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The Great Confession

( Originally Published 1915 )

FROM BETHSAMA by the Sea of Galilee Jesus led his twelve disciples northward, to the very end of the land of Israel, at the foot of Mount Hermon. Here, at one of the great springs from which the river Jordan flows, was the city of Caesarea-Philippi, or "Philip's Caesarea," so called because it was in the land ruled by Herod Philip, the brother of Herod Antipas, who was ruling in Galilee. Jesus did not go into the city of Caesarea-Philippi, but into one of the villages near the city, for he wished not to have a crowd around him, but to be alone with his disciples.

The time had now come for the disciples to know more about Jesus, who he was, the work that he was to do and what he was soon to suffer. His plan of teaching them was not to tell them, but to lead them on by questions so that they might learn the truth by finding it out themselves. One day, after he had been alone praying to his Father, he asked his disciples:

"Tell me, who do the people say that I am?"

"Some say that you are John the Baptist, raised up from the dead," answered the disciples; "others say that you are Elijah the prophet come to earth again; and still others say that you are the prophet Jeremiah or some other one of the old prophets."

"But you, who do you say that I am?" asked Jesus. At once Simon Peter answered, for he was the one among the Twelve always ready to speak:

"You are the Messiah, the Christ, the Son of the living God!"

You know that the Jews everywhere were looking for a king to rule over them, set them free from the Roman power and make of them a great conquering nation. This king, in their own language, they called "the Messiah," which means, "the Anointed One," for in Israel a new king was chosen by having oil poured upon his head. The word "Messiah," in the Greek language, which was spoken everywhere, was "Christ," also meaning "The Anointed One." Peter, in speaking those words, "Thou art the Messiah, the Christ," meant to say that Jesus was the King of Israel, for whom all the people were looking.

"You are a blessed man, Simon, son of Jonah," answered Jesus, "for no human being has made this known to you, but my Father who is in heaven. Yes, and I say to you, `Your name is Peter—a Rock—and on this rock I will build my. church; and all the powers of the underworld shall not succeed against it.' Also, Simon Peter, I will give to you the keys of the kingdom of heaven. Whatever you forbid on earth shall be forbidden in heaven, and whatever you allow on earth shall be allowed in heaven."

Because Simon Peter was the first to make this confession of Jesus as the Messiah-Christ, the King, he was given special honor among the followers of the Lord. You remember that more than a year before, when Jesus met Simon for the first time, beside the river Jordan, he gave him the new name Peter, which means "a rock."

Then Jesus told the disciples that they were not to speak to any of the people of what Peter had said, that Jesus was the Christ, the King, for the time had not yet come to make it public. But now, since they knew that he was to be a king and rule over Israel, he began for the first time to speak of certain other things, which they found very hard to understand.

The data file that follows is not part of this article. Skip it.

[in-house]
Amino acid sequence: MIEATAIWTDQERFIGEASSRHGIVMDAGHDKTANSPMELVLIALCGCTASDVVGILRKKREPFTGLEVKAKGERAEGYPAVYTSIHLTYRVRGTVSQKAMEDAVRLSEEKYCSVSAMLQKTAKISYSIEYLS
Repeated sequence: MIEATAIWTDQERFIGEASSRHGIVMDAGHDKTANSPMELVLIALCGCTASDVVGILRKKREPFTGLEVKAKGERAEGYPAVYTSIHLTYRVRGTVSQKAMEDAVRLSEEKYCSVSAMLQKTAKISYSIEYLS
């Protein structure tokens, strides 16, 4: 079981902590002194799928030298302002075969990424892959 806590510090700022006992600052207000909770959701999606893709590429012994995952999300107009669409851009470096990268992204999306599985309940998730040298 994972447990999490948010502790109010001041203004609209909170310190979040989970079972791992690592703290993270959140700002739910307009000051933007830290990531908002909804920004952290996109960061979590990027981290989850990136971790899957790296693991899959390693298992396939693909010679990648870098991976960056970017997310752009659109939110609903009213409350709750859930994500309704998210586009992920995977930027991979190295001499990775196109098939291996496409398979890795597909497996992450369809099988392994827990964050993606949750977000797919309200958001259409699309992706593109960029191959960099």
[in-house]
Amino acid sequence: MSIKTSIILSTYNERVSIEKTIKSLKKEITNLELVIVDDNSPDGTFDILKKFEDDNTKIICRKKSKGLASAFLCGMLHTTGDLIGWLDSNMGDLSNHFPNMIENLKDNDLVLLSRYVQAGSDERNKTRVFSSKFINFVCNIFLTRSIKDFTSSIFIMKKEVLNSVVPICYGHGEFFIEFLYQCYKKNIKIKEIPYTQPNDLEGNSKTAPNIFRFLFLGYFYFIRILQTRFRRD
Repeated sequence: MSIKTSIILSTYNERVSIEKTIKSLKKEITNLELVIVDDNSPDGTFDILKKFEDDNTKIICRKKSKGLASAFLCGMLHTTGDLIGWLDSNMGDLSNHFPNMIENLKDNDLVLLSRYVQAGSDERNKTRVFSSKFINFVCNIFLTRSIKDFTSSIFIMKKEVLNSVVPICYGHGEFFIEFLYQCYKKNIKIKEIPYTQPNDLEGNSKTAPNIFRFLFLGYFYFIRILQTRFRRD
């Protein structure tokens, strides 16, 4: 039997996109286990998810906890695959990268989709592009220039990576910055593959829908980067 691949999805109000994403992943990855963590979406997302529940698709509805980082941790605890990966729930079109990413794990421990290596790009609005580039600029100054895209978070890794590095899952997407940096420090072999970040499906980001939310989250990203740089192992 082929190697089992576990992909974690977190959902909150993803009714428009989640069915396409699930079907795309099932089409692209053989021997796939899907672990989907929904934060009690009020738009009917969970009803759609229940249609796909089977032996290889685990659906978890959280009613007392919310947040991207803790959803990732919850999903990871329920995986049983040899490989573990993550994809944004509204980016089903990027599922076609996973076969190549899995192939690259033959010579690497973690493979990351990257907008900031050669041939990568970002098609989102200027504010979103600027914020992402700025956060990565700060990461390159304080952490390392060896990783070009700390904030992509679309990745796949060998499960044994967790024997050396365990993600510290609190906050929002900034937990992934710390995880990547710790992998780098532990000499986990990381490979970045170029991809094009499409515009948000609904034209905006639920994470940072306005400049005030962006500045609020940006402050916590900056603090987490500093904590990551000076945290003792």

"Very soon," said Jesus, "we are going up to Jerusalem; and there I must endure great suffering from the rulers of the people, the chief priests and teachers of the law. I must be slain and buried; and on the third day I shall rise again."

The disciples could not understand how if he was to reign as King of Israel, it could be possible for him to suffer these things and to die. Peter took Jesus aside, where he could speak with him alone.

"Master," said Peter, "you must not speak of such things. God will not allow these things to come to you. You are not going to be put to death in Jerusalem; you are going to Jerusalem to sit on the throne of David, and reign over the land!"

But Jesus turned his back upon Peter, and looking upon his disciples, said:

`Get away from me, Satan! You would turn me away from doing God's will! For you look at things, not as God looks at them, but as man does!"

Jesus saw that in Peter's mind was the view of the kingdom that Satan had shown him in his great temptation on the mountain, not as a kingdom of God, but as a kingdom such as men were expecting, a kingdom like those of the world.

Then Jesus called to his disciples, and to the people that were around them, and said :

"If any man has the will to come after me and be my disciple, let him give up his own will, and take up his cross and follow me. For whoever wants to save his life will lose it, and whoever for my sake loses his life shall find it. What good will it do to a man to gain the whole world if in gaining he loses his own life? What will a man give that is worth as much as his life? For the Son of Man is coming in the glory of his Father with his angels; and then he will give to every man what his acts deserve. And I tell you truly, there are some standing here who will not die until they have seen the Son of Man coming to reign in his kingdom."



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